The preview process is carried out using an electronic viewfinder display process, and thus the display of the EVF 801 of the color designation screen 800 tracks user operation even when the user performs a zooming operation or moves the camera. Therefore, in the state shown in FIG. 8, when zooming to the wide-angle side or when the user moves the camera away from the subject, the state shown in FIG. 4 and the state show in FIG. 9 are displayed one after the other.

Thus, by providing a preview display of the effect that is set when performing image sensing while applying an image processing effect to the sensed image, the present embodiment enables the user to confirm what kind of effect the set effect has on the sensed image before actual image sensing is performed. Moreover, the preview display is performed with the electronic viewfinder display image, enabling the user to confirm the effect of image processing in real time prior to image sensing.

In addition, because the preview display displays the original image on which image processing has not been performed and the image to which image processing has been applied in such a way that the two images can be compared, the present embodiment enables the user to grasp the effect of image processing more accurately and more easily.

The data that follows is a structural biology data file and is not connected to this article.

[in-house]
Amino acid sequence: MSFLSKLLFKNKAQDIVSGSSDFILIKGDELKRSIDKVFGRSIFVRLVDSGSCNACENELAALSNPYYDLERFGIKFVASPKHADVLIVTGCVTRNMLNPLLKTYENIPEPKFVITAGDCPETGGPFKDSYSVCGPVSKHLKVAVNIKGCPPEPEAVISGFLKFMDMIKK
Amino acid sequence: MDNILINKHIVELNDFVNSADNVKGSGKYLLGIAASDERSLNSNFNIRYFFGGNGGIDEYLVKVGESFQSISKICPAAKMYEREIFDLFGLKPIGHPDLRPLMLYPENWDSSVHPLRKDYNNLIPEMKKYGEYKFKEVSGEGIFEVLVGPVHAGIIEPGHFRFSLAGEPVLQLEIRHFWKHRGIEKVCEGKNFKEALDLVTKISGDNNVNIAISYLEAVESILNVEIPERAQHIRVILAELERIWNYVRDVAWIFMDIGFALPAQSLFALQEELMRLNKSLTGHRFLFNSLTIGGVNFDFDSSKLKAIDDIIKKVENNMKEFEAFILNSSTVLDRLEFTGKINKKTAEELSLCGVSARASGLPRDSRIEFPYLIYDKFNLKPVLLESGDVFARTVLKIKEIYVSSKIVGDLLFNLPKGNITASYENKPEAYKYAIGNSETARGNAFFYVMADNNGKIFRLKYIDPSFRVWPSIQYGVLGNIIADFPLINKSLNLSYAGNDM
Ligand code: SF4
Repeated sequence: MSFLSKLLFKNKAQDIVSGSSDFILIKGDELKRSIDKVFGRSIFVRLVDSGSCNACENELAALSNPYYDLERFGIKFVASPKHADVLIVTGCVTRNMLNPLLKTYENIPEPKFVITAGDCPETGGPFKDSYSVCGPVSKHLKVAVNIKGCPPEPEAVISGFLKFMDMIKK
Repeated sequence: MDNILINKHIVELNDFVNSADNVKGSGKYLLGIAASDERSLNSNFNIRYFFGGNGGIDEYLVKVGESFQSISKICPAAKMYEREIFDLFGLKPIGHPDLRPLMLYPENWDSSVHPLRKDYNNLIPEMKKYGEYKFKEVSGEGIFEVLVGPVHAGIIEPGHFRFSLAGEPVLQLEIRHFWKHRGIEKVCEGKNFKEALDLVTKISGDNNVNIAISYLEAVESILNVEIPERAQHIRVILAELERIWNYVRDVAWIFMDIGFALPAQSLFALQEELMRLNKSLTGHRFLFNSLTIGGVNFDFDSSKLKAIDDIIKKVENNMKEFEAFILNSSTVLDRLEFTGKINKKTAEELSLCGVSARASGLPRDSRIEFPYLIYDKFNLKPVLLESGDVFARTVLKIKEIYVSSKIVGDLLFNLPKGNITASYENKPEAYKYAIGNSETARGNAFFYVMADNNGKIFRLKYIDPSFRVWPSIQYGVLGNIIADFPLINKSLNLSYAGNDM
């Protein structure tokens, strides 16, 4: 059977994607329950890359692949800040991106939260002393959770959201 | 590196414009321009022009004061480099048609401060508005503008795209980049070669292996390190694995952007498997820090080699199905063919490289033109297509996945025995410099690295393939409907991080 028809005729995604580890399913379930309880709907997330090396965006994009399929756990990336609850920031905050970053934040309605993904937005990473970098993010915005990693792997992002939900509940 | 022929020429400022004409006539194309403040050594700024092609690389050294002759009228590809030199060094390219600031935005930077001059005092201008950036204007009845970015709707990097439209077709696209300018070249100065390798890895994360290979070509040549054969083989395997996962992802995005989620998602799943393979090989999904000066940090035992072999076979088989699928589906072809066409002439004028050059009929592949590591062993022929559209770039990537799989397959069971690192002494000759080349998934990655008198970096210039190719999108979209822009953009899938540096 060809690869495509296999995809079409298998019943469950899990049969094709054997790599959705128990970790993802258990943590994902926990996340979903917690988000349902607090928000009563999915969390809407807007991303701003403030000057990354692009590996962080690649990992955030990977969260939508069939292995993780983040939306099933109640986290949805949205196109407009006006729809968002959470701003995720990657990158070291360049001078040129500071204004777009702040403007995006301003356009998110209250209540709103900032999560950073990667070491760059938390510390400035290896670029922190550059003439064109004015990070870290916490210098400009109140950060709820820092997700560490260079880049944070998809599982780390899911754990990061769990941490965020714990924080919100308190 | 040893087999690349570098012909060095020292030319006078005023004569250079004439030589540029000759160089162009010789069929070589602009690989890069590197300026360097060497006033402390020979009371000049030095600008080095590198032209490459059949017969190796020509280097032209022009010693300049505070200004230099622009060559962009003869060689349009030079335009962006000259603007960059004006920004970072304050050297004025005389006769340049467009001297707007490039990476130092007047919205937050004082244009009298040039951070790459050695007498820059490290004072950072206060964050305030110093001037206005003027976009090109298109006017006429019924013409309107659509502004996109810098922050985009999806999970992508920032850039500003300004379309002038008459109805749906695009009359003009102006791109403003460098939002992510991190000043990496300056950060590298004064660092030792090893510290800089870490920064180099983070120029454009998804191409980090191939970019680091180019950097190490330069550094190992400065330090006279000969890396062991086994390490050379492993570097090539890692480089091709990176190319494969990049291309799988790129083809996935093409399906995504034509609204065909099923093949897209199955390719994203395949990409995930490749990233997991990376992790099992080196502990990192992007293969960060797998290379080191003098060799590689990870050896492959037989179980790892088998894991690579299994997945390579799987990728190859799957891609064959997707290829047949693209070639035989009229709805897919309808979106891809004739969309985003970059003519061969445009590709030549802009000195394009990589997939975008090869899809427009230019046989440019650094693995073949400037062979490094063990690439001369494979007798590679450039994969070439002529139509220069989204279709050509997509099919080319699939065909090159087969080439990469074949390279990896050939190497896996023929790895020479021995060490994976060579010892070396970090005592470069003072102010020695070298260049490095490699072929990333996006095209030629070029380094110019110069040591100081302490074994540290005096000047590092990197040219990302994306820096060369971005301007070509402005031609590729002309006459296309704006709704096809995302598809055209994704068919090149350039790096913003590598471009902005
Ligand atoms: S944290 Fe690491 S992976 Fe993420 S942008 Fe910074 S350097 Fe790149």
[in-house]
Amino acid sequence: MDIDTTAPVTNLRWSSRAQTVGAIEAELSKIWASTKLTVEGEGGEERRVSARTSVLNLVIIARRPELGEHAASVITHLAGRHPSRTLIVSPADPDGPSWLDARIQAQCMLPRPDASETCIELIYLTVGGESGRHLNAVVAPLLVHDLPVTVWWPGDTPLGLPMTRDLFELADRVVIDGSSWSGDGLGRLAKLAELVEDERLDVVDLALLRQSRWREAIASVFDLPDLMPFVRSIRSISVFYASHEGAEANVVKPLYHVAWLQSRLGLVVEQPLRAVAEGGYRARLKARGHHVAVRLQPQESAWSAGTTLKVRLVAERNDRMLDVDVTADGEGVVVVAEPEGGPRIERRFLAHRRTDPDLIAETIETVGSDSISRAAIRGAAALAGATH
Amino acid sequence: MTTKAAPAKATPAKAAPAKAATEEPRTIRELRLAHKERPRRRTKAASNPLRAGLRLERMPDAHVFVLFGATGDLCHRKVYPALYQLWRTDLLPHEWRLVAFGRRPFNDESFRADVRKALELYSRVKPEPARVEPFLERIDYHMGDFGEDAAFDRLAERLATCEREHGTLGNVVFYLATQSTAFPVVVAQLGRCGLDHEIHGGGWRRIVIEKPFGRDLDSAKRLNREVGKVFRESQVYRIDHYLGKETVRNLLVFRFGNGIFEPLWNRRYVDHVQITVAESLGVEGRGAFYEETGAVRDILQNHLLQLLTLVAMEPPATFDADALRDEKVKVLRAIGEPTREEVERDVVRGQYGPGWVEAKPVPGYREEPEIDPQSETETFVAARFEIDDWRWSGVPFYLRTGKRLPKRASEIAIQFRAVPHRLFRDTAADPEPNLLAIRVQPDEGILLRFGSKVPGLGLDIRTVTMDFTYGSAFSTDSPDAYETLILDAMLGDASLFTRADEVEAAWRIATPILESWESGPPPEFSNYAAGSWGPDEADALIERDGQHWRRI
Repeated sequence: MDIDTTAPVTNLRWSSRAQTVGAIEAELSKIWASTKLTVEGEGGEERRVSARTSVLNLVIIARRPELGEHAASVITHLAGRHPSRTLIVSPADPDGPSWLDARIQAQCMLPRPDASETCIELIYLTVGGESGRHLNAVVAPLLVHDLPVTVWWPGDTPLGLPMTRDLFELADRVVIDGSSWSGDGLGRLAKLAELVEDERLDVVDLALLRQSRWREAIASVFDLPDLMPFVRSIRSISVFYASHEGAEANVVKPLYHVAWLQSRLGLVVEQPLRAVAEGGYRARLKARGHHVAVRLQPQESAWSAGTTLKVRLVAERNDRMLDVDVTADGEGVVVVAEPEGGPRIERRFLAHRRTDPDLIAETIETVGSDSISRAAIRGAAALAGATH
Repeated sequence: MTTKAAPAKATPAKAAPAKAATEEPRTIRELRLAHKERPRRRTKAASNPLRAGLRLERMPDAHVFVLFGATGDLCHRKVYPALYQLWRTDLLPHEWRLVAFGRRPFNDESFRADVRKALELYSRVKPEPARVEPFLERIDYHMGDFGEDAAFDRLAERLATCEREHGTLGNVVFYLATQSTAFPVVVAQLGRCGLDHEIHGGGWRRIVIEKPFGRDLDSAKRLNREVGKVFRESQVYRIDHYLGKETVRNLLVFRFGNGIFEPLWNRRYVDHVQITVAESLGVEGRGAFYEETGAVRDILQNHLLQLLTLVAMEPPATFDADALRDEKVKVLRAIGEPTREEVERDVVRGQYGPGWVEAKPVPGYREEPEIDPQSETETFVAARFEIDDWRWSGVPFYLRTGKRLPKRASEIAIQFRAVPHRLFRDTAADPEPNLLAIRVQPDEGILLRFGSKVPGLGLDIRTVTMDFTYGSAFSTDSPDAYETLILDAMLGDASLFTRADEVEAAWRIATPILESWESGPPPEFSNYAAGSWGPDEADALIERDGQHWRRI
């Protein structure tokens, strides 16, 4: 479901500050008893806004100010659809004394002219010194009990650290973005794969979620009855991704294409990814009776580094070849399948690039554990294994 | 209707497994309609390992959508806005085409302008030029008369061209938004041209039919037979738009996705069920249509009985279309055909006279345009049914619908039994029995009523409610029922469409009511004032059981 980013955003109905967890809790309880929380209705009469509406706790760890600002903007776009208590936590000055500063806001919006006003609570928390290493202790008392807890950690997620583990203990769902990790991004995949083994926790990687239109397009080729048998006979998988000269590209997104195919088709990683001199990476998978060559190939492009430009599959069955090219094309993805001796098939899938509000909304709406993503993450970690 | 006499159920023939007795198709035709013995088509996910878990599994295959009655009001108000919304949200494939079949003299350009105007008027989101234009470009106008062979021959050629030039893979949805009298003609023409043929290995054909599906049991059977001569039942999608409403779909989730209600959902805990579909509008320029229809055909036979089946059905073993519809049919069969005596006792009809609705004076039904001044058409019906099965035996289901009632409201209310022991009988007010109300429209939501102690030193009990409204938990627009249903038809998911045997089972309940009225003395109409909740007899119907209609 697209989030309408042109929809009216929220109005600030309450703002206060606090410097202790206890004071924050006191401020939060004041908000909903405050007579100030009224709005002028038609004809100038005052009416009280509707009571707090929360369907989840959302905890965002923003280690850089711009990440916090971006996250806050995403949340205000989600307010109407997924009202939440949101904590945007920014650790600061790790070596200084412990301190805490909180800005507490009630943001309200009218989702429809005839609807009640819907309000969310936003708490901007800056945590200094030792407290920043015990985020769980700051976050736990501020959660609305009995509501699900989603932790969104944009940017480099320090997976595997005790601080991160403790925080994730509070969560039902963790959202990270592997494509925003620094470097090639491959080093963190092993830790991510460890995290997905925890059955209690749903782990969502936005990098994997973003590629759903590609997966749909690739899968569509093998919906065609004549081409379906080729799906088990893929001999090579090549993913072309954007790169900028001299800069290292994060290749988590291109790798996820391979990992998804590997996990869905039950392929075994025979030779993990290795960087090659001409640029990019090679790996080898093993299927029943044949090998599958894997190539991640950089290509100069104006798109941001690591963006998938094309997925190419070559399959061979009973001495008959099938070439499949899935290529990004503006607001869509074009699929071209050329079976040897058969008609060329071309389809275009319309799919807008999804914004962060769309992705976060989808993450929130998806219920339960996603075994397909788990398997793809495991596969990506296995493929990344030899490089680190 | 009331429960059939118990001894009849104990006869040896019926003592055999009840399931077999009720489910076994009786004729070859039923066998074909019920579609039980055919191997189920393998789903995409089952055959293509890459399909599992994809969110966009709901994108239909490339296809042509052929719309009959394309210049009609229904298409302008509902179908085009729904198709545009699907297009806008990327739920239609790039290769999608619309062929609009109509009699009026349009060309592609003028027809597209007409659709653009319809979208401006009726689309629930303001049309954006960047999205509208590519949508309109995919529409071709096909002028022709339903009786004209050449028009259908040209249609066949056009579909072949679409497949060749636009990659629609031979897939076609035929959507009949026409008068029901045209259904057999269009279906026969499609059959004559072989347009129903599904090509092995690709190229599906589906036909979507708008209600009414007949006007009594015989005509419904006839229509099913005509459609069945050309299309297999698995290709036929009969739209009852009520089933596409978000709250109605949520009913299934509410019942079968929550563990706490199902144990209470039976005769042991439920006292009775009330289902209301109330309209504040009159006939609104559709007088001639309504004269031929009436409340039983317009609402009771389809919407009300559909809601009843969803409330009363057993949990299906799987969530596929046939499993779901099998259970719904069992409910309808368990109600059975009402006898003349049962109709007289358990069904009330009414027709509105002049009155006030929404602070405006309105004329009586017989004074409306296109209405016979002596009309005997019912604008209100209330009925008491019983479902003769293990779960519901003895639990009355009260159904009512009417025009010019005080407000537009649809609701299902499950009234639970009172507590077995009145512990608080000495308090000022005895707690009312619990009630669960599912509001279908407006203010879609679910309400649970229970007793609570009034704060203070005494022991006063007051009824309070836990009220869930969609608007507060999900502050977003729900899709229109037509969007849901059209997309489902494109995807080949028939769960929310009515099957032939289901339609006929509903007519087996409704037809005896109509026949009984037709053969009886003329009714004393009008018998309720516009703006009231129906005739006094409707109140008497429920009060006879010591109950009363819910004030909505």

Second Embodiment

In the first embodiment of the present invention, the preview display is accomplished by ordering of the execution of the application of image processing and ordering the cancellation of that execution one after the other so as to switch automatically between an original image that has not been processed and a processed image that has been processed with each passage of a predetermined period of time. By contrast, a second embodiment of the present invention switches the display by ordering the execution of the application of image processing and the cancellation of that execution one after the other in response to a user instruction. It should be noted that, other than the preview process, the operation and the structure of a digital camera 100 according to this second embodiment are identical to those of the first embodiment, and therefore a description is given only of the preview process in the second embodiment.